You’ve decided that you want to start a career in healthcare. Maybe you’re looking for better job security, higher pay, or fringe benefits. Perhaps you’re driven by the desire to help those in need. You’ve given this some serious thought, but your only concern is the many years of schooling and training it will require you to get started. While becoming a doctor, a registered nurse, or surgeon, may require you to have a bachelor’s, doctorate, or extensive training and experience, you’ll be thrilled to learn that there are many available jobs that don’t require that much.
One of the most popular careers in the healthcare industry that don’t require a degree is a medical assistant. While your responsibilities may vary depending on where you plan to work, essentially you’ll be providing assistance to medical staff. This could include clerical and administrative tasks like answering phone calls and filing or medical support tasks like taking a patient’s vitals prior to their doctor’s visit.
While some medical practices will hire you with nothing more than a high school diploma, a good bedside manner, and a willingness to learn, other prerequisites for becoming a medical assistant include completing a certification course which could take anywhere from 9 months to two years.
Do you live in a community where English isn’t the first language? If so, you might consider becoming a trained Spanish medical interpreter (or other popular languages). As an interpreter, your role would be essential. It would be your responsibility to help translate communications between the doctor and patient for effective treatment and care. From completing forms to learning about your treatment options, you’d be right by their side ensuring they can comprehend the information provided to them.
To become a medical interpreter, it will be necessary for you to take a brief training and certification course. Many of these courses can be completed within days or weeks depending on the institution you choose and your personal schedule.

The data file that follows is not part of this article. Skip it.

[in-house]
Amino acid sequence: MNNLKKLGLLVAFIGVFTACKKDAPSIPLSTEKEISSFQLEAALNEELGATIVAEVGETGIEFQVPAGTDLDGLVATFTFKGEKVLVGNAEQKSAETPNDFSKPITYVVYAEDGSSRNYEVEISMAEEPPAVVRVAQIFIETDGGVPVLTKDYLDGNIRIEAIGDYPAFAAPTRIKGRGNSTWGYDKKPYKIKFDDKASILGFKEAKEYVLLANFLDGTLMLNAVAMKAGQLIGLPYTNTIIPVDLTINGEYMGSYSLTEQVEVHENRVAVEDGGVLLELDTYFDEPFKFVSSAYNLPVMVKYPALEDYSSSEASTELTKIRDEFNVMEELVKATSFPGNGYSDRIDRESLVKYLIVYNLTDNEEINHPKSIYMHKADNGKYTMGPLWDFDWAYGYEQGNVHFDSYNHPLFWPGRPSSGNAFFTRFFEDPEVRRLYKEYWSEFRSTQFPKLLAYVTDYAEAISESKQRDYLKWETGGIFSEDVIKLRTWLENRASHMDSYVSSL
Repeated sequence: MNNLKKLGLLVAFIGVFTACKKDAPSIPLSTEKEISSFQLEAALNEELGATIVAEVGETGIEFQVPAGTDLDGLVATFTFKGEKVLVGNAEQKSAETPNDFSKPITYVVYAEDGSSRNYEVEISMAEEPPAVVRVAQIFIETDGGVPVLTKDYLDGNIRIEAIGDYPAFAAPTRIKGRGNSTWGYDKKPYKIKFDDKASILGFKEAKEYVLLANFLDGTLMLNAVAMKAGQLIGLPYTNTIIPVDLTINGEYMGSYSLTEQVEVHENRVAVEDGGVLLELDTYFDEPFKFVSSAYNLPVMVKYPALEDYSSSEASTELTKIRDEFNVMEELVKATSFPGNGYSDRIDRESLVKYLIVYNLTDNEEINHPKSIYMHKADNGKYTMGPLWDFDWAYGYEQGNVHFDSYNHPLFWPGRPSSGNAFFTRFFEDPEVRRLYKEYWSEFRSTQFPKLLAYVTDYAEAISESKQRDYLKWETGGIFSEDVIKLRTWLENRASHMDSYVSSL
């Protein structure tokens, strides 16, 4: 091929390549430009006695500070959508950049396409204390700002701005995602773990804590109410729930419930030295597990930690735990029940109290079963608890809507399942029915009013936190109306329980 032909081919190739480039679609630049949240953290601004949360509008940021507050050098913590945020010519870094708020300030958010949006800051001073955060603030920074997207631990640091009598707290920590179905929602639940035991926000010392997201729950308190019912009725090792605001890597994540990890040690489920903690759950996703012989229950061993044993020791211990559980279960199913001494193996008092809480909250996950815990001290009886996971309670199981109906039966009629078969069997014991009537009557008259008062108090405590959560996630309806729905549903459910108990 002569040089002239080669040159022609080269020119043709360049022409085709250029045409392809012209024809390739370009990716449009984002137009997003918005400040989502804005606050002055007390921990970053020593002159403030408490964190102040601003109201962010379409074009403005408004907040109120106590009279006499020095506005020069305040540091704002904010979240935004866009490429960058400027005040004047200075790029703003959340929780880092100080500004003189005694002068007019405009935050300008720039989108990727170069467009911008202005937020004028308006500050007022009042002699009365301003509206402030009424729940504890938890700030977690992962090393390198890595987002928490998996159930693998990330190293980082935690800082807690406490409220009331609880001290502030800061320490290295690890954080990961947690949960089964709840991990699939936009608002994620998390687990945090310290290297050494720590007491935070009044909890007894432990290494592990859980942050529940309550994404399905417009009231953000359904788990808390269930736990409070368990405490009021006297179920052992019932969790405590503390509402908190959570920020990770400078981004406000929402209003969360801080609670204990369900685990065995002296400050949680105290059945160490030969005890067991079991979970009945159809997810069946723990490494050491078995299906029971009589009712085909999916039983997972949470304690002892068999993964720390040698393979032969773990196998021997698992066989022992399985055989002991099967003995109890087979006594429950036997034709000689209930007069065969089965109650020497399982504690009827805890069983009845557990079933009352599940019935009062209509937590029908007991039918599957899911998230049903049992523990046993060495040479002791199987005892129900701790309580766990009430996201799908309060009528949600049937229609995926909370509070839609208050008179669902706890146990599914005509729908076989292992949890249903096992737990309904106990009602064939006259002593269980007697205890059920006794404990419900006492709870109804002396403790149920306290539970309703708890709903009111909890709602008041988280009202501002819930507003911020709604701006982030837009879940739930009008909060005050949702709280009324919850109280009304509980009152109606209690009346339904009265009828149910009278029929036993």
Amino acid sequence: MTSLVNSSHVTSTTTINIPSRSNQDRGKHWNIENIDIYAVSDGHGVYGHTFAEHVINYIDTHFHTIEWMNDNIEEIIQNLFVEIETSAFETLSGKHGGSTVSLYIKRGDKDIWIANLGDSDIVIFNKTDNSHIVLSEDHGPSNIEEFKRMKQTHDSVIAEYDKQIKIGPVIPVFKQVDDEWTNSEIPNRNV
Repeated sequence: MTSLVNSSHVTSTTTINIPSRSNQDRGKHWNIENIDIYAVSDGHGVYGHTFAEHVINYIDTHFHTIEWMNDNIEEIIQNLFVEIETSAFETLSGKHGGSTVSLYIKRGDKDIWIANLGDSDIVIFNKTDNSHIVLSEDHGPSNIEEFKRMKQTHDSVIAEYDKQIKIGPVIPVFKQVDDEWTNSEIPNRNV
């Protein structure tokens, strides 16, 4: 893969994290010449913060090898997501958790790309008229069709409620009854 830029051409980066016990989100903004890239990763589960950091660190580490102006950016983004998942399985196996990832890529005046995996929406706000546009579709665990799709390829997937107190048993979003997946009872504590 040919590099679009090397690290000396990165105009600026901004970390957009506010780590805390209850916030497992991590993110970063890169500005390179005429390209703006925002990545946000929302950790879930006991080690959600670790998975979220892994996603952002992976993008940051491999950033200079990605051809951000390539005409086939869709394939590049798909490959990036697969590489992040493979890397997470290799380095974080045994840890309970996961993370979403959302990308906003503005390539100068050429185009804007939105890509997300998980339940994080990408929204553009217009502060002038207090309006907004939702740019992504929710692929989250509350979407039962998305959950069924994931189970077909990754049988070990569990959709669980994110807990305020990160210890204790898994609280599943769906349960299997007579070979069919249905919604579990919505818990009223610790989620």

As a medical scribe, you’d serve as the doctor’s right-hand man. It would be your responsibility to complete patient charts by inputting data into your electronic medical records software. As the doctor provides instruction, gives a diagnosis, or gives you other information during a patient visit, you simply input this information accurately and timely.
Most healthcare facilities don’t require medical scribes to have extensive education or medical training. It will be necessary for you to have efficient typing skills, effective listening skills, and a basic understanding of medical terminology.
As an ultrasound technician, your responsibility would be to utilize medical devices to perform an ultrasound on a patient. Once completed, you would then pass this information along to the doctor for further evaluation, diagnosis, and treatment options.
Becoming an ultrasound technician will vary greatly on the provider you choose to work for. Some may require you to have nothing more than a bachelor’s or associate’s degree in science, math, or liberal arts (or at the very least, a degree with passing grades in biology, chemistry, anatomy, or physics). Others may only require that you take a certificate program.
Do you have the compassion and patience to care for those who can’t care for themselves? If so, you might be great as a personal care assistant. You would essentially help individuals with a physical or mental disability to carry out daily tasks like moving around, taking medications, getting dressed, bathing, and cooking.
Depending on where you live and what jobs you apply for, you may not need any formal education or training to become a personal care assistant. Some agencies, however, may require that you have completed medical certification courses like CPR training or a personal care assistant certification course.
Though it may seem like a low man on the totem pole position, medical secretaries are an essential part of the medical team. It is your job to keep the medical office in order and to provide clerical assistance to medical staff. This can include answering the phones, filing, scheduling appointments, sending out correspondence, managing inventory, and assisting patients with questions and forms.
The best part about becoming a medical secretary is that all you need is a high school diploma. An associate's degree or clerical certification would be ideal as you also need to have basic clerical skills like typing, filing, document creation, and customer service. This, however, can be picked up over time with regular training.
Healthcare facilities are always in need of highly-skilled compassionate people to join their organization. As you can see, you don’t need to have a ton of experience to get your foot in the door. So, do the research to determine which position is best suited for you and begin making the transition to enter an industry where the possibilities are endless.
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